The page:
<Choose>
  <When condition={ test1 }>
    <span>IfBlock</span>
  </When>
  <When condition={ test2 }>
    <span>ElseIfBlock</span>
    <span>Another ElseIfBlock</span>
    <span>...</span>
  </When>
  <Otherwise>
    <span>ElseBlock</span>
  </Otherwise>
</Choose>

// default block is optional; minimal example:
<Choose>
  <When condition={true}>
    <span>IfBlock</span>
  </When>
</Choose>

<Choose>

Acts as a simple container and only allows for <When> and <Otherwise> as children. Each <Choose> statement requires at least one <When> block but may contain as many as desired. The <Otherwise> block is optional.

<When>

Analog to <If>.

Prop Name Prop Type Required
condition boolean

<Otherwise>

<Otherwise> has no attributes and demarcates the else branch of the conditional.

Transformation

This syntax desugars into a (sequence of) ternary operator(s).

// Before transformation
<Choose>
  <When condition={test1}>
    <span>IfBlock1</span>
  </When>
  <When condition={test2}>
    <span>IfBlock2</span>
  </When>
  <Otherwise>
    <span>ElseBlock</span>
  </Otherwise>
</Choose>;

// After transformation
{
  test1 ? (
    <span>IfBlock1</span>
  ) : test2 ? (
    <span>IfBlock2</span>
  ) : (
    <span>ElseBlock</span>
  );
}

For Tag

Define <For> like so:

  // you must provide the key attribute yourself
  <For each="item" of={ this.props.items }>
    <span key={ item.id }>{ item.title }</span>
  </For>

  // using the index as key attribute is not stable if the array changes
  <For each="item" index="idx" of={ [1,2,3] }>
    <span key={ idx }>{ item }</span>
    <span key={ idx + '_2' }>Static Text</span>
  </For>
Prop Name Prop Type Required description
of array or collection(Immutable) the array to iterate over. This can also be a collection (Immutable.js) or anything on which a function with the name map can be called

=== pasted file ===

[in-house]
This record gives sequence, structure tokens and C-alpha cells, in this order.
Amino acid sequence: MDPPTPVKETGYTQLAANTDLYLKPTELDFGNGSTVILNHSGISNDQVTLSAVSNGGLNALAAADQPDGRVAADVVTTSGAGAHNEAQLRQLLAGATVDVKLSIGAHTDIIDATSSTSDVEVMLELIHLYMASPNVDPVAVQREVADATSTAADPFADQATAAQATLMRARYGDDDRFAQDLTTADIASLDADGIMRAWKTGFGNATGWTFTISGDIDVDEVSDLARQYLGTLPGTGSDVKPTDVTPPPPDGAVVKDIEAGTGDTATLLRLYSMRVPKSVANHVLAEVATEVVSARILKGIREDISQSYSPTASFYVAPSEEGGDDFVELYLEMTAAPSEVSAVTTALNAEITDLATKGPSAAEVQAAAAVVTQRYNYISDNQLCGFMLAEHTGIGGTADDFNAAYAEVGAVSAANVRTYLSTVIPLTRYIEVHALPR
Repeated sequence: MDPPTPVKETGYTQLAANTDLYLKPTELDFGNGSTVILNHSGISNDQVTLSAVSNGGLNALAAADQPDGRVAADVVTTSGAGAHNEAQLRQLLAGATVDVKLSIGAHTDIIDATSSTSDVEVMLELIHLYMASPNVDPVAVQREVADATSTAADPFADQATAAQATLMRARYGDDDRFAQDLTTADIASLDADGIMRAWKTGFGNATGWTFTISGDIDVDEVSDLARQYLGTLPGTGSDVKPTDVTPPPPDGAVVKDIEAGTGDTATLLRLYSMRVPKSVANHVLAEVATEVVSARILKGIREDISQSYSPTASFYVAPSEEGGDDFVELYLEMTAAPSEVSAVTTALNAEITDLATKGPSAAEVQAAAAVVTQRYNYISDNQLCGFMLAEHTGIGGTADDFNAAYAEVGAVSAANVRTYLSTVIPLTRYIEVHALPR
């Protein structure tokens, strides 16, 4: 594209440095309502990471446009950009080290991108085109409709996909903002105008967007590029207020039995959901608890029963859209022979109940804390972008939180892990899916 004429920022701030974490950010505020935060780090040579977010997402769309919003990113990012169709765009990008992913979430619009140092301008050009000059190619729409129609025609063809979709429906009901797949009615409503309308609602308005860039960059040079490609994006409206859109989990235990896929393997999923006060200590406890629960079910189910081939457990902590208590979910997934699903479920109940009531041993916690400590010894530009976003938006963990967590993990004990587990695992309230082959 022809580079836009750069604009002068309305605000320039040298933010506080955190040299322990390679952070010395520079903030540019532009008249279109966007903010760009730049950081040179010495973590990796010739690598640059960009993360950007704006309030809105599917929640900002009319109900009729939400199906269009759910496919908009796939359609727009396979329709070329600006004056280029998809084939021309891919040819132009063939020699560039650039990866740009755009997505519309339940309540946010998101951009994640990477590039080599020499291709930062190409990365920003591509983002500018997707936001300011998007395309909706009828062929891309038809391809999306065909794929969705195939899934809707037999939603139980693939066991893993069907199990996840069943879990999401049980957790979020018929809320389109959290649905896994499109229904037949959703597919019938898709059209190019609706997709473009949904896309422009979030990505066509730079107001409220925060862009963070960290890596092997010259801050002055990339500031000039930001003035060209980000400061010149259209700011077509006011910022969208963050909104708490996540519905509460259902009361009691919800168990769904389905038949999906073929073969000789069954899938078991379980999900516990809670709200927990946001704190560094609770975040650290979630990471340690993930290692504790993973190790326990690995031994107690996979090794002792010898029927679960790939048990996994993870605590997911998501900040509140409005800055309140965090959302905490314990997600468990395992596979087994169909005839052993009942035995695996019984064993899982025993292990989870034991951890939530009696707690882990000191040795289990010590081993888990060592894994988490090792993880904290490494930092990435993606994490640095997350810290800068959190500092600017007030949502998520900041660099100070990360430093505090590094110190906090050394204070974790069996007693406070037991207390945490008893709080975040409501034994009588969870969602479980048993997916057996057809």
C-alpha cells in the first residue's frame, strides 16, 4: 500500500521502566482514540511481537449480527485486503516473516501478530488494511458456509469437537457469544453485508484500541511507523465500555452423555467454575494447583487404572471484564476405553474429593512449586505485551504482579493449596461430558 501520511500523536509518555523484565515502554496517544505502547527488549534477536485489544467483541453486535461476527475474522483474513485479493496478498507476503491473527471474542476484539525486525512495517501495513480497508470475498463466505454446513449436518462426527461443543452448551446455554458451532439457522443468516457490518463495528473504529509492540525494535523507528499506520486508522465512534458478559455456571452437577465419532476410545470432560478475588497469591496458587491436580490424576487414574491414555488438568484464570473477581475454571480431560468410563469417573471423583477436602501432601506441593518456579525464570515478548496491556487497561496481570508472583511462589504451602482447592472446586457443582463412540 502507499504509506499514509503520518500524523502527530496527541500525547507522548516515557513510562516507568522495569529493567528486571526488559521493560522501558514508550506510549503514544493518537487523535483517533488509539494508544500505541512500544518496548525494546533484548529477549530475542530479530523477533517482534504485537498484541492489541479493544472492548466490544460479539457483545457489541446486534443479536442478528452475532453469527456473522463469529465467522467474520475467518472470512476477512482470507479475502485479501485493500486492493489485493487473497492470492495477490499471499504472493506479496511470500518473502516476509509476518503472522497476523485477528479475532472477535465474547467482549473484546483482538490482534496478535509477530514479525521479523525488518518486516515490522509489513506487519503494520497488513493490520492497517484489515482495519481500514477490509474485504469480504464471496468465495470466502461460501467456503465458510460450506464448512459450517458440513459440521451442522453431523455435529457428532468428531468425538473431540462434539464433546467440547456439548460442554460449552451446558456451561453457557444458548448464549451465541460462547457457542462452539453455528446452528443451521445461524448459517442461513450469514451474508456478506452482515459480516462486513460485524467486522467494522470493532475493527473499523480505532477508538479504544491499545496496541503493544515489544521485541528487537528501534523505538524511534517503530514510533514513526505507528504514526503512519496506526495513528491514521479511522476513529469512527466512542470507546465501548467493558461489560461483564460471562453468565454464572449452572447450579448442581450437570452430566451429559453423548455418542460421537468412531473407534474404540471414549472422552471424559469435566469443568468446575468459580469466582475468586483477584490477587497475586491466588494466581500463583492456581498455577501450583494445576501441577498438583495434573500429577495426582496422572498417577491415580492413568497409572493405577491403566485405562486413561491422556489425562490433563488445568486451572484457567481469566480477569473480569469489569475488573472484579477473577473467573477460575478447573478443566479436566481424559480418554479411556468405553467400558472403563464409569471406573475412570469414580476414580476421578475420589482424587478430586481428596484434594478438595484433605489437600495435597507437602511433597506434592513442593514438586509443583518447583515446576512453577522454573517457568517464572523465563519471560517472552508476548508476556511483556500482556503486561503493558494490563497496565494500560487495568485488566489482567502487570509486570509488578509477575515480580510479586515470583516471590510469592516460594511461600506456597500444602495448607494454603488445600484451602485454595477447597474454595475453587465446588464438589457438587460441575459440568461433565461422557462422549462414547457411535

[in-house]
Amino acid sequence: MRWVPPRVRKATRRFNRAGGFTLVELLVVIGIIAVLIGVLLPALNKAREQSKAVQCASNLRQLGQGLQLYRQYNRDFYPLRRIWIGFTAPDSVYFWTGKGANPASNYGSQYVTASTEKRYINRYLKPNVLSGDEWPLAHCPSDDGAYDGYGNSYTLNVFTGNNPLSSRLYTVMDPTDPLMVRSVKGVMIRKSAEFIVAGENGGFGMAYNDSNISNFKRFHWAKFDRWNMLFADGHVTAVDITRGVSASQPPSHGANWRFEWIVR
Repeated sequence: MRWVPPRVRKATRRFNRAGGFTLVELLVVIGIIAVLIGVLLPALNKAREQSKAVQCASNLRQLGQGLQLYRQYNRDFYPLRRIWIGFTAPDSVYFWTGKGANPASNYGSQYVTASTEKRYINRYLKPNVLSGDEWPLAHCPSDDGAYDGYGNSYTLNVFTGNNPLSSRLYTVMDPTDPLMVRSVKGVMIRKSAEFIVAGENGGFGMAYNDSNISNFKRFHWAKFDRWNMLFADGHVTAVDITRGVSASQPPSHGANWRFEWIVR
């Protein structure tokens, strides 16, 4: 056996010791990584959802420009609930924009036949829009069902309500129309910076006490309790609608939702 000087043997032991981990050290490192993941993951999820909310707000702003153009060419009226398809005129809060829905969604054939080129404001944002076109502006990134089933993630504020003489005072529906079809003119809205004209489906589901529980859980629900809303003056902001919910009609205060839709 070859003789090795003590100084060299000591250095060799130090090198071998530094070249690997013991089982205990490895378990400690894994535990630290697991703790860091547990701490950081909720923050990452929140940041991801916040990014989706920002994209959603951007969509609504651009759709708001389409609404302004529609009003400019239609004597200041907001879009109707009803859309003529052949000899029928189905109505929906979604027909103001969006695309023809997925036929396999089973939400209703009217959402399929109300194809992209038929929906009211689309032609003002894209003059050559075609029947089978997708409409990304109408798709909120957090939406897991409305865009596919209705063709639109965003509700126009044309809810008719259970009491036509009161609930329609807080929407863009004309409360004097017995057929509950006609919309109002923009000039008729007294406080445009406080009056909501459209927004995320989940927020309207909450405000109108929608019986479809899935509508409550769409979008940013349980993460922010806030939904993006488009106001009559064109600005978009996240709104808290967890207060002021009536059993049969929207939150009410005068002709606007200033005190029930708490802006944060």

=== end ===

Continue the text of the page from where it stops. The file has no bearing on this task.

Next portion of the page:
each string a reference to the current item of the array which can be used within the body as variable
index string a reference to the index of the current item which can be used within the body as variable

Note that a <For> cannot be at the root of a render() function in a React component, because then you'd potentially have multiple components without a parent to group them which isn't allowed. As with <If>, the same rules as using Array.map() apply - each element inside the loop should have a key attribute that uniquely identifies it.

For Tag - Alternative Syntax

For those using Typescript, the previous syntax introduces several issues with undefined variables. To deal with this issue, we introduce a following syntax, inspired by tsx-control-statements.

// before transformation
<For
  of={items}
  body={(item, index) => (
    <span key={item.id}>
      {index}. {item.title}
    </span>
  )}
/>;

// after transformation
{
  items.map(function(item, index) {
    <span key={item.id}>
      {index}. {item.title}
    </span>;
  });
}
Prop Name Prop Type Required description
of array or collection(Immutable) the array to iterate over. This can also be a collection (Immutable.js) or anything on which a function with the name map can be called
body map expression expression of the map statement

With Tag

Used to assign values to local variables:

// simple
<With foo={ 47 } bar={ 'test' }>
  <span>{ foo }</span>
  <span>{ bar }</span>
</With>

// nested
<With foo={ 47 }>
  <With bar={ 'test' }>
    <span>{ foo }</span>
    <span>{ bar }</span>
  </With>
</With>
Prop Name Prop Type Required description
any name any type assign prop value to a local variable named by prop name

You may assign multiple variables with a single <With> statement. The defined variable is available only within the <With> block.

Transformation

<With> statements transform to immediately-invoked function expressions:

// before transformation
<With foo={47}>
  <span>{foo}</span>
</With>;

// after transformation
{
  (function(foo) {
    return <span>{foo}</span>;
  }.call(this, 47));
}

Linting

ESLint